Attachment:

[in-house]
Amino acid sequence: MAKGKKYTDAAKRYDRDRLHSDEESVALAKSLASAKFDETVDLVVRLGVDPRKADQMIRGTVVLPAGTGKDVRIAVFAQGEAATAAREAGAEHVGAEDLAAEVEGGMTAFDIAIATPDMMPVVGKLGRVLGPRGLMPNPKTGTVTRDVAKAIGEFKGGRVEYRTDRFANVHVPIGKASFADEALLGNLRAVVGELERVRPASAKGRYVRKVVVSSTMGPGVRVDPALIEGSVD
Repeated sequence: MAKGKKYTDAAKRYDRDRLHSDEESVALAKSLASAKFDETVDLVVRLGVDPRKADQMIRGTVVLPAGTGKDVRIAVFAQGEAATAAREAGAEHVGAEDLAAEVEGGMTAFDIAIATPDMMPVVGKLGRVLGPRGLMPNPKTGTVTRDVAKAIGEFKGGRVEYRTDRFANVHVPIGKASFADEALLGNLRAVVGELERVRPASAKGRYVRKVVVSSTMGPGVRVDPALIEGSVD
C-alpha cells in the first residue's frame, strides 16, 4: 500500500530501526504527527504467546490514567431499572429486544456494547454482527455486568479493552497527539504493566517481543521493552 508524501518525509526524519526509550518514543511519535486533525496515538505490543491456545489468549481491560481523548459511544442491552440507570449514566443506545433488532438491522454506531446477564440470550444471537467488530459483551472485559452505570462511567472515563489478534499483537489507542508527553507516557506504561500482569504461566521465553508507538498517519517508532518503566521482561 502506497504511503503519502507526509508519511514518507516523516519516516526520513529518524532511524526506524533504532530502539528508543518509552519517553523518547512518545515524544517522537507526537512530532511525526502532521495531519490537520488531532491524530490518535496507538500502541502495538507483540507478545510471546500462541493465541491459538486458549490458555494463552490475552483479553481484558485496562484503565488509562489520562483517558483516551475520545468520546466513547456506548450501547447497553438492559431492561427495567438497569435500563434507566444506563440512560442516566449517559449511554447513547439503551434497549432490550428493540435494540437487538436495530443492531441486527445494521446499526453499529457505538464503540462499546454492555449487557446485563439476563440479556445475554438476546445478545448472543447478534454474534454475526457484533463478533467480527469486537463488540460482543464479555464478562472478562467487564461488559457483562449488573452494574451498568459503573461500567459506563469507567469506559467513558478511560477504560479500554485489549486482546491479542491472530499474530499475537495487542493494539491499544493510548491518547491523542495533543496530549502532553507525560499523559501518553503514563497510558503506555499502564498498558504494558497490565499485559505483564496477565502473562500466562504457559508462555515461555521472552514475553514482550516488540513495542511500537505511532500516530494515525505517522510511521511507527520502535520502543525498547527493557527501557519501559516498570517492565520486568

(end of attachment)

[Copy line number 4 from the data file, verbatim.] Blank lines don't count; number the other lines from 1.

C-alpha cells in the first residue's frame, strides 16, 4: 500500500530501526504527527504467546490514567431499572429486544456494547454482527455486568479493552497527539504493566517481543521493552 508524501518525509526524519526509550518514543511519535486533525496515538505490543491456545489468549481491560481523548459511544442491552440507570449514566443506545433488532438491522454506531446477564440470550444471537467488530459483551472485559452505570462511567472515563489478534499483537489507542508527553507516557506504561500482569504461566521465553508507538498517519517508532518503566521482561 502506497504511503503519502507526509508519511514518507516523516519516516526520513529518524532511524526506524533504532530502539528508543518509552519517553523518547512518545515524544517522537507526537512530532511525526502532521495531519490537520488531532491524530490518535496507538500502541502495538507483540507478545510471546500462541493465541491459538486458549490458555494463552490475552483479553481484558485496562484503565488509562489520562483517558483516551475520545468520546466513547456506548450501547447497553438492559431492561427495567438497569435500563434507566444506563440512560442516566449517559449511554447513547439503551434497549432490550428493540435494540437487538436495530443492531441486527445494521446499526453499529457505538464503540462499546454492555449487557446485563439476563440479556445475554438476546445478545448472543447478534454474534454475526457484533463478533467480527469486537463488540460482543464479555464478562472478562467487564461488559457483562449488573452494574451498568459503573461500567459506563469507567469506559467513558478511560477504560479500554485489549486482546491479542491472530499474530499475537495487542493494539491499544493510548491518547491523542495533543496530549502532553507525560499523559501518553503514563497510558503506555499502564498498558504494558497490565499485559505483564496477565502473562500466562504457559508462555515461555521472552514475553514482550516488540513495542511500537505511532500516530494515525505517522510511521511507527520502535520502543525498547527493557527501557519501559516498570517492565520486568